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7 Health Facts That Are Actually Fictions

I want to believe ...

You may try to live a healthy lifestyle, but there could be one or two health myths that have been repeated so many times, you’ve mistaken them for facts. We all have. Below are some of the most common myths about food, beauty, and exercise that we need to forget.

Spicy Foods Lead to Ulcers

You’ve probably heard that dishes that are particularly spicy can damage the stomach lining and lead to ulcers, but according to Real Simple, this is a myth. The publication notes that a study found no changes to the participant's stomach lining after feeding them a meal of ground jalapeños.

Milk Makes Mucus Worse

When you have a head cold you’ve probably been told by someone to avoid milk as it makes mucus worse. But according to ABC, milk does not increase mucus production and allergy specialist Dr. Ray Mullins told the publication that despite many feeling their symptoms are worsened by the consumption of milk, there is no science to back this up.

No Pain No Gain is BS

When you go to the gym and feel the burn, you probably congratulate yourself because after all, if there’s no pain, there’s no gain. There are even stickers and shirts with this slogan, so it must be true, right? But according to Everyday Health, this statement is a myth.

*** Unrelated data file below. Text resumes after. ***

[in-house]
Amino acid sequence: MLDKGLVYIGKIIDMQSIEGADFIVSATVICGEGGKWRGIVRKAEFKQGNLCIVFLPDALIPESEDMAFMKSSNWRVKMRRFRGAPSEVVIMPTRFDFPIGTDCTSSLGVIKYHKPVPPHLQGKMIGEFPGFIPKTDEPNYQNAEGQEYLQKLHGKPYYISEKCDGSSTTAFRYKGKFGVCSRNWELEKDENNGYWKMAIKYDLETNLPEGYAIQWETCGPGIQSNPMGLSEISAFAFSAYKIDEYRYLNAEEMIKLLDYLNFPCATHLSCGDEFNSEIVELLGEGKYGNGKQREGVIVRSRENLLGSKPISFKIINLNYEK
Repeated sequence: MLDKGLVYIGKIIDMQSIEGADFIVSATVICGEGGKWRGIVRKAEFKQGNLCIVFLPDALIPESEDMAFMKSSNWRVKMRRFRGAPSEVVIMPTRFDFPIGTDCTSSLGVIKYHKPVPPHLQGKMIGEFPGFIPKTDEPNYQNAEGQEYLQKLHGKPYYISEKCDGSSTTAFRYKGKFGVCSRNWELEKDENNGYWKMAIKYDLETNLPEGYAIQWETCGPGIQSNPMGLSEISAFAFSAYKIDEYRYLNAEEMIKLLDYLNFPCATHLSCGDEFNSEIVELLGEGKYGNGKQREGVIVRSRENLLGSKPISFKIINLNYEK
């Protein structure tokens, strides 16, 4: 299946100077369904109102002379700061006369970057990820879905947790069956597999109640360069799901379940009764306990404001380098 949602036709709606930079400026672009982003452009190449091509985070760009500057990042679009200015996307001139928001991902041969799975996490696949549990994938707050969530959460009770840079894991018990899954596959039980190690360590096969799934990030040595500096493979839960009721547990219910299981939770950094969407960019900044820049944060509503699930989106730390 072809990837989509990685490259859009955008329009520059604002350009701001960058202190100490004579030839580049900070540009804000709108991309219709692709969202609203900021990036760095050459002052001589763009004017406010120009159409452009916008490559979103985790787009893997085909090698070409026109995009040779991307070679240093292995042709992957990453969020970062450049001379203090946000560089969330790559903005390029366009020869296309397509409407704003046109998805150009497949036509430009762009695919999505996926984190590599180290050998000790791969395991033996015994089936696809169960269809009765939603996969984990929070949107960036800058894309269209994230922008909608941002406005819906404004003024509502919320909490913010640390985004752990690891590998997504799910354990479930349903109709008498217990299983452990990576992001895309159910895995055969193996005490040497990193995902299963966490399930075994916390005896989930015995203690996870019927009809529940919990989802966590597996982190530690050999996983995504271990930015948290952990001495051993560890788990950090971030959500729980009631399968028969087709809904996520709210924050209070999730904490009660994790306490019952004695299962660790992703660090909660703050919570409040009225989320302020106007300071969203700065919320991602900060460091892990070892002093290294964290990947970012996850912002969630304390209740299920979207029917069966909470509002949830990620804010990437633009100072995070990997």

Jennifer Solomon, a specialist in physical medicine and rehabilitation, has this to say on the topic: "Never exercise through pain unless you have a known injury, and it is part of a supervised rehabilitation program. In most cases, pain is a warning of an injury.”

Sitting Close to the TV Will Damage Eyesight

It’s annoying when someone is hogging the TV, which is probably why your parents told you it would damage your eyesight, but according to Real Simple, this is another myth. When it comes to TV, you can sit where you like, and the real reason for poor eyesight is often age; after 40 the lenses of eyes become less flexible and it's harder to focus at close range.

Plucking Gray Hairs Only Makes it Worst

When you’re in your early 30s and suddenly spot a gray hair your immediate thought is probably to pluck it and be done. But then that nagging saying of how plucking gray hairs makes more appear, pops into your head. Well, according to Real Simple, this is a myth and the publication claims that the pigment formation in one follicle does not impact the pigment in another.

Snacking is Bad For You

When you were younger, your mom told you snacking was bad to ensure you ate your dinner, but it's not true. According to Age UK, snacking is not bad for you, and eating every 3 to four hours is absolutely fine, as long as you are making the right choices (unfortunately eating chocolate every 3 hours is still bad).

Crunches Will Rid You of Belly Fat

For many of us, the problem area when it comes to excess weight is around the middle section, and there is a belief that doing crunches will get rid of it. Not so fast, says Everday Health, because you need to also restrict your calories if you want to shed belly fat. And one pound of belly fat is reportedly 3,500 calories.

[Image via Shutterstock]

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